Penn Station-Vintage Photograph-McKim Mead White-Train Station-Remnants-Tour-NYCImage from Library of Congress

Yesterday, we put out an open call on our Facebook page with the question: “If you could bring back a long-gone building from the past in NYC, which would it be?” We received nearly a hundred comments and replies! Some even uploaded images of their choices, adding to the excitement of the feed. In one of our first-ever reader input article, we’re sharing the results of the informal poll.

1. The Original Penn Station

Image from Library of Congress

Bringing back the original Penn Station was the runaway favorite, garnering over 50% of the votes. Designed by Charles McKim of McKim, Mead & White, Penn Station is the poster child of what happens when a building isn’t landmarked, and is in fact, often credited with being the sacrifice that led to the creation of the New York City Landmarks Law. In reality, the loss of a number of other buildings combined with Penn Station led to the fever pitch call, but Penn Station was certainly the most high-profile. It was built in 1910 and torn down in 1963.

Penn Station is particularly dear to us at Untapped New York because of our long-running tour, the Remnants of Penn Station that our Chief Experience Officer Justin Rivers developed out of his off-Broadway play The Eternal Space. In fact, Justin met the Untapped New York team for the first time inside Penn Station, so yep…feelings. We are regularly tracking down where the eagles of Penn Station have gone, taking road trips around the East Coast. We even got a call from Kentucky recently, when a reader and landscape architect thought he may have found some lost eagles (sadly, we confirmed that they were not from Penn).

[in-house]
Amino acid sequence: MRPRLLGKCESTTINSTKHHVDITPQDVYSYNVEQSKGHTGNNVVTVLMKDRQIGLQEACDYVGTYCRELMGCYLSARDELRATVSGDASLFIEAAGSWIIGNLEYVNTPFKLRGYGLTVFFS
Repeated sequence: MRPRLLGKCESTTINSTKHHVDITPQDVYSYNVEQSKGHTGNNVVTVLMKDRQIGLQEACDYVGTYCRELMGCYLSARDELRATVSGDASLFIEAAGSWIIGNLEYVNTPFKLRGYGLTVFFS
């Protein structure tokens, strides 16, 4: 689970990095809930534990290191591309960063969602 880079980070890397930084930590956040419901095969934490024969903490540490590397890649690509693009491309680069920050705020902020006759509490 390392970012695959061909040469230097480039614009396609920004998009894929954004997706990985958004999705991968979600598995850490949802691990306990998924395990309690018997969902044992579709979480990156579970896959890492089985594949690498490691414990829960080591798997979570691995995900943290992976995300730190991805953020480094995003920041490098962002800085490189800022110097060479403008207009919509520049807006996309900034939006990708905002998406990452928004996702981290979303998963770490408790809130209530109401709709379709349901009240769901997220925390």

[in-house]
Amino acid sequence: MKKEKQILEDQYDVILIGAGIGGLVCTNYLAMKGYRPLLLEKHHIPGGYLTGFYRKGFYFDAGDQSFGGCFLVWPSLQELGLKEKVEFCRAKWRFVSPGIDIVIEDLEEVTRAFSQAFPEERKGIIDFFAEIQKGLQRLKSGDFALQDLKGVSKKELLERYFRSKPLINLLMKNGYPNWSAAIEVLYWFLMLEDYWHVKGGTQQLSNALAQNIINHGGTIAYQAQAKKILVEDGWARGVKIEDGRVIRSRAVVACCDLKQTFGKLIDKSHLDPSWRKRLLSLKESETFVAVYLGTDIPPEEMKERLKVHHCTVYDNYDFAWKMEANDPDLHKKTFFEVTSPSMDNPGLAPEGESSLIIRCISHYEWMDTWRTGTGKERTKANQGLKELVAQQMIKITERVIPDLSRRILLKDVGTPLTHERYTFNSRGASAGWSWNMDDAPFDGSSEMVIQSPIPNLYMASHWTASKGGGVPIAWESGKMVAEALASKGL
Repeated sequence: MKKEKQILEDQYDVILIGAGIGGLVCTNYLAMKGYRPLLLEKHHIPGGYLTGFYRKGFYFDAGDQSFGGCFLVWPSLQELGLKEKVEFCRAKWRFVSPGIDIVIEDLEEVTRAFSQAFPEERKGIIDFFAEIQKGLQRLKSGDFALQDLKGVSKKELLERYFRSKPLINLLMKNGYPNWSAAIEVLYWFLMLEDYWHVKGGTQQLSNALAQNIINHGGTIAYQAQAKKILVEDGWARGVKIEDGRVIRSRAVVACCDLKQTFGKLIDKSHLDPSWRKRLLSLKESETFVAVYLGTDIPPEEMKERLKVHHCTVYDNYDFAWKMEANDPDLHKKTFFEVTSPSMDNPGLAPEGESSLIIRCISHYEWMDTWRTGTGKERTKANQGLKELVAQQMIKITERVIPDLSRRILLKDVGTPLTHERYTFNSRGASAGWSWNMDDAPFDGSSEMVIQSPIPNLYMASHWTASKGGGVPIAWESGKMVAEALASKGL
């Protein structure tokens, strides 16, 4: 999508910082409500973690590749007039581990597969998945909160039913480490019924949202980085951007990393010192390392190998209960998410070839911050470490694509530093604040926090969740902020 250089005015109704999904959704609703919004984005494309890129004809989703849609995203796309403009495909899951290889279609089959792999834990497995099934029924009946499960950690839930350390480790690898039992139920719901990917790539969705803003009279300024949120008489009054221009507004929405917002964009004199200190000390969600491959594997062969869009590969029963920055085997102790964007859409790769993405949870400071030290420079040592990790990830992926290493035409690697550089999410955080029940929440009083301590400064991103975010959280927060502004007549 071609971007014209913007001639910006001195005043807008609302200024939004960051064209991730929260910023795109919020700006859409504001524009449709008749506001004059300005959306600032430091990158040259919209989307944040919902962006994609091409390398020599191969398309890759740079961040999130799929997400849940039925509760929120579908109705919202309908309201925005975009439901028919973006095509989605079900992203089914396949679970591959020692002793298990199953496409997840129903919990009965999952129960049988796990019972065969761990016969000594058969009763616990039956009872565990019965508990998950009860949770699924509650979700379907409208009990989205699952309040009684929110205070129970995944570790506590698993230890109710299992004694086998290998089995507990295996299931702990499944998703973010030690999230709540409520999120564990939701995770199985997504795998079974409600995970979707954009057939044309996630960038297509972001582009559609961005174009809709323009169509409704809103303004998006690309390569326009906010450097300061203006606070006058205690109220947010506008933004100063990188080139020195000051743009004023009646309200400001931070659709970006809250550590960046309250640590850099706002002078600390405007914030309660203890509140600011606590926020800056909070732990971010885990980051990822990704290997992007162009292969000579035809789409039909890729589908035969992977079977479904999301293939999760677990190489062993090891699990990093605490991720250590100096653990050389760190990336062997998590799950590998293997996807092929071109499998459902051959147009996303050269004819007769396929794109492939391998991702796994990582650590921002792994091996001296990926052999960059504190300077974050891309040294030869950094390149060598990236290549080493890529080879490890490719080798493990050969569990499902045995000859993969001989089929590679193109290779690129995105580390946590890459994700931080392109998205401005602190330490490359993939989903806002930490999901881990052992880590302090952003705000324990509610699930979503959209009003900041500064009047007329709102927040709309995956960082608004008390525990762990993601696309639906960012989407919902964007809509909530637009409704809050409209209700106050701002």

Our readers wrote comments like, “The real Penn Station, absolutely,” “Penn Station! It’s criminal it was demolished,” “Penn Station…’nuff said” and quoted Vincent Scully (“One entered the city like a god. One scuttles in now like a rat.”). Untapped New York writer Jeff Reuben added, “If I were to bring back a lost building, it would have to be one with some public access and it’s hard to think of anything that matches the original Penn Station.”

Although Penn Station’s demolition was a terrible loss, the current station is incredibly filled with relics that still remain from the original station if you know where to look! Join us on our next tour!

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6 thoughts on “12 Buildings That Should Be Brought Back in NYC

  1. The spectacular Navarro Spanish Flats on Central Park South, the most expensive in the City at the time are utterly forgotten in this list.

  2. Rebuilding the magnificent, glorious, majestic Beaux Arts Penn Station, executed by McKim Mead and White, would be wonderful for the city of New York. 134 of the Station’s original drawings are in possession of the New City Historical Society, and they could be computer digitized and printed. The original foundations of the station are still there. 600,000 people a day travel though the Hell Hole which is now Penn Station. Commuters and visitors alike would be able to enter one of the world’s greatest cities in the dignified manner that would be provided by the original Penn Station. Sam Turvery is in charge of the Rebuild Penn Station movement. Cost would be about $3.5 Billion, which is less than what was spent revamping LaGuardia Airport and building the new World Trade Center train station. Madison Square Garden can be moved to another location instead of sitting over Penn Station.

  3. A chandelier which hangs from the ceiling of St. Joseph’s Church in Rossville, S. I. is originally from the Hotel Astor. When the hotel was being renovated in 1931, a parishoner on the demolition crew obtained the chandelier for the parish.

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